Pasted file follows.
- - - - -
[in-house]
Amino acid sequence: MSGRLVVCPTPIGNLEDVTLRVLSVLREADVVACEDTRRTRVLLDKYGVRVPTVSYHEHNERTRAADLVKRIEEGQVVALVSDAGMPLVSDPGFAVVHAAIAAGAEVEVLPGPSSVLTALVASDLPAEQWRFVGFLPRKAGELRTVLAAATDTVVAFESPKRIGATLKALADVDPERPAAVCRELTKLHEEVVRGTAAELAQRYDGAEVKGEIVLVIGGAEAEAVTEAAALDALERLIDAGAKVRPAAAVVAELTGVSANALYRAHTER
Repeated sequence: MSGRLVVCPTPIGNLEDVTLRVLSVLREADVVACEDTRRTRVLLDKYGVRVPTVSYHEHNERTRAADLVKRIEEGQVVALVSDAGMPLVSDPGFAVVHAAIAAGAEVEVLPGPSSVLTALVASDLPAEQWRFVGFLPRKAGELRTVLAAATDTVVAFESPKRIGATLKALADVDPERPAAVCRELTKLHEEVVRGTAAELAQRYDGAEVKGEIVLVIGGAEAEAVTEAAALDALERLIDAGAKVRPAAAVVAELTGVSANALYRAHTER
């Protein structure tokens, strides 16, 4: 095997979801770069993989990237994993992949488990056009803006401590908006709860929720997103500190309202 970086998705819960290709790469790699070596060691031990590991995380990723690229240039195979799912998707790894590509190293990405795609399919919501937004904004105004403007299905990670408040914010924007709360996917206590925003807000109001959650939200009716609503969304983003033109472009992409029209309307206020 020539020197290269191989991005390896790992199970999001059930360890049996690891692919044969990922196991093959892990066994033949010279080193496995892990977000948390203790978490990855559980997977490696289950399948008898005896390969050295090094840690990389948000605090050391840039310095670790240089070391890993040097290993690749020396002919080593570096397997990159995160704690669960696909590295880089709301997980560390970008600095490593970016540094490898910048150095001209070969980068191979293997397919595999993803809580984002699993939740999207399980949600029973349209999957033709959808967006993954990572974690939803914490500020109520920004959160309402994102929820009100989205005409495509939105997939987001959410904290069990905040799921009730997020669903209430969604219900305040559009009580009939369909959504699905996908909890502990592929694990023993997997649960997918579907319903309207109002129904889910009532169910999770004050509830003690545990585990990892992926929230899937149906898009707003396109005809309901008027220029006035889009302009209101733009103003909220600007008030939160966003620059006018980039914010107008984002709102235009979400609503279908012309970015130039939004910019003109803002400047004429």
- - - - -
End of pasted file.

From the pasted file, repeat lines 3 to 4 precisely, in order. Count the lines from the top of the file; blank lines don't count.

Repeated sequence: MSGRLVVCPTPIGNLEDVTLRVLSVLREADVVACEDTRRTRVLLDKYGVRVPTVSYHEHNERTRAADLVKRIEEGQVVALVSDAGMPLVSDPGFAVVHAAIAAGAEVEVLPGPSSVLTALVASDLPAEQWRFVGFLPRKAGELRTVLAAATDTVVAFESPKRIGATLKALADVDPERPAAVCRELTKLHEEVVRGTAAELAQRYDGAEVKGEIVLVIGGAEAEAVTEAAALDALERLIDAGAKVRPAAAVVAELTGVSANALYRAHTER
């Protein structure tokens, strides 16, 4: 095997979801770069993989990237994993992949488990056009803006401590908006709860929720997103500190309202 970086998705819960290709790469790699070596060691031990590991995380990723690229240039195979799912998707790894590509190293990405795609399919919501937004904004105004403007299905990670408040914010924007709360996917206590925003807000109001959650939200009716609503969304983003033109472009992409029209309307206020 020539020197290269191989991005390896790992199970999001059930360890049996690891692919044969990922196991093959892990066994033949010279080193496995892990977000948390203790978490990855559980997977490696289950399948008898005896390969050295090094840690990389948000605090050391840039310095670790240089070391890993040097290993690749020396002919080593570096397997990159995160704690669960696909590295880089709301997980560390970008600095490593970016540094490898910048150095001209070969980068191979293997397919595999993803809580984002699993939740999207399980949600029973349209999957033709959808967006993954990572974690939803914490500020109520920004959160309402994102929820009100989205005409495509939105997939987001959410904290069990905040799921009730997020669903209430969604219900305040559009009580009939369909959504699905996908909890502990592929694990023993997997649960997918579907319903309207109002129904889910009532169910999770004050509830003690545990585990990892992926929230899937149906898009707003396109005809309901008027220029006035889009302009209101733009103003909220600007008030939160966003620059006018980039914010107008984002709102235009979400609503279908012309970015130039939004910019003109803002400047004429």